“I’m excited by the opportunity to not only help raise more awareness around ocean acidification and its impacts, but also empower people to take action. We are three years into the UN Ocean Decade, and I have joined OARS just as the seven OARS white papers are about to be published, which will provide society with a roadmap to illuminate and mitigate the impacts of ocean acidification. This is our moment to step up and influence the trajectory of ocean acidification.”
“We will need to engage with all stakeholders to affect lasting change. I hope to provide the support needed to ensure that we bridge the gap between science and action, and make the available scientific evidence easily accessible to all stakeholders. Whilst we require continued research to better understand ocean acidification, it is vital that we start putting the knowledge that we have to use. My role is to connect the dots and help facilitate better knowledge exchange.”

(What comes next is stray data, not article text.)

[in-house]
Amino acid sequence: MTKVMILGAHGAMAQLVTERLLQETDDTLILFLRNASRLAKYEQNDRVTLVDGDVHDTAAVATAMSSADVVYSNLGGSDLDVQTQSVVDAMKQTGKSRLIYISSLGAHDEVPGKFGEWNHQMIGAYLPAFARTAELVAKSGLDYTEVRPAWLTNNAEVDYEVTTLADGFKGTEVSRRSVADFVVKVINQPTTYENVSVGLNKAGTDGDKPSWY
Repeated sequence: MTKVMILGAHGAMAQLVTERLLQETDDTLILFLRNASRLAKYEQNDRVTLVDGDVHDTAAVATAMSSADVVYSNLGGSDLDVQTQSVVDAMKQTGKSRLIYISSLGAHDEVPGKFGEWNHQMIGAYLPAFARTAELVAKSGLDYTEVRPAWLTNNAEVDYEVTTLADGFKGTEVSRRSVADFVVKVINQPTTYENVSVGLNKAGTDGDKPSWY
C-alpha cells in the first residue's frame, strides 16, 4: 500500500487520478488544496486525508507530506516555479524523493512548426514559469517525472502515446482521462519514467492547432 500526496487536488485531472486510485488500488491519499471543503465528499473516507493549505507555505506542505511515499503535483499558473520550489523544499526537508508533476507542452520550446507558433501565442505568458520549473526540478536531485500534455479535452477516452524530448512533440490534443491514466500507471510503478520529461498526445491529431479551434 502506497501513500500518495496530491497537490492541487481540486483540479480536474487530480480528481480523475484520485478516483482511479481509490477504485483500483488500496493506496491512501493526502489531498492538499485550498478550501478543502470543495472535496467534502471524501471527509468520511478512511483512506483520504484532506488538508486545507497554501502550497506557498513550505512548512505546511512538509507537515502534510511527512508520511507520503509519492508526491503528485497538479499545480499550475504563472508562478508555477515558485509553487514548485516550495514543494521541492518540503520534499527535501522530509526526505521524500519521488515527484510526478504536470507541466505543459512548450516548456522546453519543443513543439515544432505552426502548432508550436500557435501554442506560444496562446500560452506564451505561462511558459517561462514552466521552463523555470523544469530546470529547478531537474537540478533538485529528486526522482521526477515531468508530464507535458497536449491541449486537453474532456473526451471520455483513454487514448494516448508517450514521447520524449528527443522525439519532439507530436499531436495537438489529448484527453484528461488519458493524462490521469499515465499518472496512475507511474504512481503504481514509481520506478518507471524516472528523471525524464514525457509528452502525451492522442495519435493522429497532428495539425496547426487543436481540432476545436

“I am also the focal point for OARS external communications and dissemination activities. I will be joining OARS working group 6 ‘Public Awareness’ and am also developing our outreach strategy to reach a diverse audience, be that scientists, the public, or decision makers. In fact, we have just announced our new initiative, the OARS Commitments, during our Ocean Acidification week webinar on the 30th of October - which will empower more people to engage with OARS and each other. Keep an eye out for this and more on our social media channels (Twitter, LinkedIn, Instagram and Facebook).”